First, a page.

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Pulling Back The Curtain On Hop Selection

Selection 2

Hop selection defines the flavor and aroma attributes of many beers around the world. It is a delicate dance between brewer and supplier balancing the scale of lot demand and inventory availability. But there is so much more to this plate-spinning act than simply selecting hops that are on a table.

For starters, this process relies on quality hops from harvest. Proper picking, kilning, cooling, baling, and storage are all crucial check points that define hop quality for the year. Every lot on the table needs to be expressive and true-to-type to make it on the selection table.

Bale Receiving 2
 Above: Receiving team using probes to measure moisture content.
Below: Employees extracting a core sample from a raw bale.

Once baling is complete, the receiving process begins. Thousands of bales are received into our warehouse each harvest. We check each bale for weight, moisture, and temperature to ensure all are within quality specifications set for each variety. Those that do not meet standards are quarantined for further inspection or simply rejected. Composite samples are then taken from multiple accepted bales that accurately represent each lot in its e­ntirety. This composite sample is used for lab analytics as well as sensory evaluations. We then pull core samples for presentation and store them cold until in-person selection or shipment. We pull anywhere from 20-40 core samples per grower lot to ensure we have enough for selections and showcases.

Before any hops hit the selection table, we conduct thorough sensory analysis on each lot, flagging any sample that is out of visual or aroma spec. We inspect for visual components like color, cone integrity, and moisture. Aromatically we evaluate for true-to-type, overall intensity, and off-aromas such as cattiness, smoke, or lack of aroma in general. This process is a critical double check ensuring every lot we present and process meets our quality standards.

Sensory Zak-1

After all lots have cleared QC (this includes sensory, analytics, auditing spray records, and leaf and stem analysis) we begin to send out selections. We send remote selections out to both domestic and European customers while navigating the incoming brewers who are coming out to the farm for in-person selection. Grower lots for selection are chosen based on volume availability, geographical diversity, and sensory. For Crop Year 2022, we conducted around 250 individual raw materials selections.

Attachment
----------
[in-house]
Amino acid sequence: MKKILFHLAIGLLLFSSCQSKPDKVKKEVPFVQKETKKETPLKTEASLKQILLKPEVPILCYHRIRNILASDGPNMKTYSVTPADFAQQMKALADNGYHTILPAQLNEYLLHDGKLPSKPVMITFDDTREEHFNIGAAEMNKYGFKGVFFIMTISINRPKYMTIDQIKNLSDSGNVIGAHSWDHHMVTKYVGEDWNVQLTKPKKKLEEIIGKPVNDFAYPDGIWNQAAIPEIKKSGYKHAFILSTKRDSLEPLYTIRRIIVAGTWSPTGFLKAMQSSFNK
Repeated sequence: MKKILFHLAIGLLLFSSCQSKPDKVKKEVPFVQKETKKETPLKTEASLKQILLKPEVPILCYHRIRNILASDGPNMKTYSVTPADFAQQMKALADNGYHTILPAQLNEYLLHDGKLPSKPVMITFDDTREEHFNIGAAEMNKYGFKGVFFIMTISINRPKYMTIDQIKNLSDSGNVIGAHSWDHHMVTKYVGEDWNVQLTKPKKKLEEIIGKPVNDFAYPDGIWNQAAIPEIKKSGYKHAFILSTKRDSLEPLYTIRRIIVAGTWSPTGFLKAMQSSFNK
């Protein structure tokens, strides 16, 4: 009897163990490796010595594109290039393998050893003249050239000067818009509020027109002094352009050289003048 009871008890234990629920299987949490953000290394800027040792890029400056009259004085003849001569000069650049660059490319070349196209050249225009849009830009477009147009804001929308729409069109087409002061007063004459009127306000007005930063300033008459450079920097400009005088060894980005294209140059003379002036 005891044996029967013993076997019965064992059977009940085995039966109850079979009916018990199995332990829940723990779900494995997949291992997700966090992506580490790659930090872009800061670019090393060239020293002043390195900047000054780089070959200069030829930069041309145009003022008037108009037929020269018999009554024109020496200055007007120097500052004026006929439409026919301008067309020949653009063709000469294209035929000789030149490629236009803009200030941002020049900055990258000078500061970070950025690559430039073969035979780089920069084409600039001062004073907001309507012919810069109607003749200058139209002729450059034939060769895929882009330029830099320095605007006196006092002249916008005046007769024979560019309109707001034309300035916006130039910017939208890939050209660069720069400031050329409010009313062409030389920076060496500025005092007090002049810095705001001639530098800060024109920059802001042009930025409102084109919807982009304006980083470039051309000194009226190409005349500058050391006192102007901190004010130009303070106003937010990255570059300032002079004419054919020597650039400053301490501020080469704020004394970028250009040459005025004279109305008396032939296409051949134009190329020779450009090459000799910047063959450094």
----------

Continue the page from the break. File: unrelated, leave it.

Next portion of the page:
Once a customer selects, we input this information into our database for production review. Our team will assess if there is enough volume to support that customer’s first pick considering variety yields and availability. We ask all customers to rank their picks based on preference in case we do not have the volume to support their first choice and pivot to a second or third choice if necessary. The sooner a selection is submitted, the more likely there is available volume to fill the request. If approved on the production side, we remove that volume from that specific lot’s availability and assign it to the customer’s profile in our system.

Hop selection may look simple from the outside, but internally there are many departments working in tandem to ensure our hops are efficiently received, inventoried, and prepared for the selection table as soon as possible. The faster we can get raw bales into T90 or CGX pellets, the better analytics and aroma attributes we can lock in for the brew year ahead.

Check out The Four Pillars of Hop Quality to learn more about the key decisions growers make that affect hop quality and ultimately your beer. 




Download Hop Quality Guide